Rambus, a leading designer of memory and interface technologies, has sued IBM again in order to overturn the court ruling, which found that IBM did not infringe a patent that Rambus filed in 2002.
In a lawsuit filed on Monday in federal court in San Jose, California, Rambus said the U.S. Patent and Trademark Office (USPTO) made a mistake through a series of decisions in finding that a patent application assigned to IBM did not interfere with a Rambus patent obtained at the end of 2002, reports CNBC.
The USPTO's board of patent appeals and interferences ruled on the 24th of June that IBM did not infringe the patent that concerns "a memory controller that communicates to at least one memory subsystem, with an independent point-to-point link used between the controller and each subsystem".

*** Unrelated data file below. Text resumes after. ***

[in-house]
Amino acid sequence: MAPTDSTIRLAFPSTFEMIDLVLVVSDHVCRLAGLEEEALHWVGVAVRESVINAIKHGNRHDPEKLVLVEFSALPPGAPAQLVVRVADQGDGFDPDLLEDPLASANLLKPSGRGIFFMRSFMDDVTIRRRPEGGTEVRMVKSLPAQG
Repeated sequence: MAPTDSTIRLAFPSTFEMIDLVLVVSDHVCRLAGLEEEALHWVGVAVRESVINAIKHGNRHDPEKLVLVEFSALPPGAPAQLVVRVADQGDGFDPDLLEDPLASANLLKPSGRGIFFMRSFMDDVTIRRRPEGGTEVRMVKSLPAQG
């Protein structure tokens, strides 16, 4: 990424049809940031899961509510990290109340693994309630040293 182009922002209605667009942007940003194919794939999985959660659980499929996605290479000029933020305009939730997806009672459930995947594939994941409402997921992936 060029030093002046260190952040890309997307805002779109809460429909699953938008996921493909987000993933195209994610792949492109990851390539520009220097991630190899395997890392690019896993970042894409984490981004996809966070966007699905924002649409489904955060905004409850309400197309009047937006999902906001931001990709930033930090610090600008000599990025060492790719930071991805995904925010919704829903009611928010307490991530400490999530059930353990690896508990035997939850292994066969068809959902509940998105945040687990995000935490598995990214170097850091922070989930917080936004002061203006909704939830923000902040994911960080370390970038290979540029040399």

"The board committed errors of fact and law in its orders, decisions, and judgment," Rambus alleged.
Rambus constantly accuses other companies of patent infringements in a bid to receive royalties. Interestingly, but IBM does not produce dynamic random access memory (DRAM) and only uses memory controllers in select devices. In particular, IBM uses Rambus XDR memory along with its PowerXCell 8i central processing units in select applications. The XDR use point-to-point links.